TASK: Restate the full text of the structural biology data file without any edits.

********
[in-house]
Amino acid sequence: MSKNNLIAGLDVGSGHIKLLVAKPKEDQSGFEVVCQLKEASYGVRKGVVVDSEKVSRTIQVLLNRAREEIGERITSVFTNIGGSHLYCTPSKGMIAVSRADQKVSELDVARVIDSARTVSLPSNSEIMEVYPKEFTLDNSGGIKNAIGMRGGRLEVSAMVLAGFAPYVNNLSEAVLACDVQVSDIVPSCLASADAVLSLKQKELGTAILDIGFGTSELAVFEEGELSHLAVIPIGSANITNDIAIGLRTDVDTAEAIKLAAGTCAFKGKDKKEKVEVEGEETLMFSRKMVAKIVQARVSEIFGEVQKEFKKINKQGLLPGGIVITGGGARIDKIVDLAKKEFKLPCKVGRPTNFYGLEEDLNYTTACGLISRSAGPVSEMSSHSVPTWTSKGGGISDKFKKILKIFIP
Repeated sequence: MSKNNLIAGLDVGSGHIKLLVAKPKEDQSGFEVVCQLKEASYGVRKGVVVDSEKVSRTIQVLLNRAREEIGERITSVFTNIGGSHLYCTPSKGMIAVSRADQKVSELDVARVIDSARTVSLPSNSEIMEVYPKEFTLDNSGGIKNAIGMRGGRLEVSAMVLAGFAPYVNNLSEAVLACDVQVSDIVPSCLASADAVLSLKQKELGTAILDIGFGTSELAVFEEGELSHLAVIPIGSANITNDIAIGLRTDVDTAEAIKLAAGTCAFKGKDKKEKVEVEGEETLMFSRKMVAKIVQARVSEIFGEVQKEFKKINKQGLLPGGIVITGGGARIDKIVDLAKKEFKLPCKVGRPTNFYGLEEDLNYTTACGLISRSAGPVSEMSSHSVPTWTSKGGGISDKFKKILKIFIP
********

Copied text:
[in-house]
Amino acid sequence: MSKNNLIAGLDVGSGHIKLLVAKPKEDQSGFEVVCQLKEASYGVRKGVVVDSEKVSRTIQVLLNRAREEIGERITSVFTNIGGSHLYCTPSKGMIAVSRADQKVSELDVARVIDSARTVSLPSNSEIMEVYPKEFTLDNSGGIKNAIGMRGGRLEVSAMVLAGFAPYVNNLSEAVLACDVQVSDIVPSCLASADAVLSLKQKELGTAILDIGFGTSELAVFEEGELSHLAVIPIGSANITNDIAIGLRTDVDTAEAIKLAAGTCAFKGKDKKEKVEVEGEETLMFSRKMVAKIVQARVSEIFGEVQKEFKKINKQGLLPGGIVITGGGARIDKIVDLAKKEFKLPCKVGRPTNFYGLEEDLNYTTACGLISRSAGPVSEMSSHSVPTWTSKGGGISDKFKKILKIFIP
Repeated sequence: MSKNNLIAGLDVGSGHIKLLVAKPKEDQSGFEVVCQLKEASYGVRKGVVVDSEKVSRTIQVLLNRAREEIGERITSVFTNIGGSHLYCTPSKGMIAVSRADQKVSELDVARVIDSARTVSLPSNSEIMEVYPKEFTLDNSGGIKNAIGMRGGRLEVSAMVLAGFAPYVNNLSEAVLACDVQVSDIVPSCLASADAVLSLKQKELGTAILDIGFGTSELAVFEEGELSHLAVIPIGSANITNDIAIGLRTDVDTAEAIKLAAGTCAFKGKDKKEKVEVEGEETLMFSRKMVAKIVQARVSEIFGEVQKEFKKINKQGLLPGGIVITGGGARIDKIVDLAKKEFKLPCKVGRPTNFYGLEEDLNYTTACGLISRSAGPVSEMSSHSVPTWTSKGGGISDKFKKILKIFIP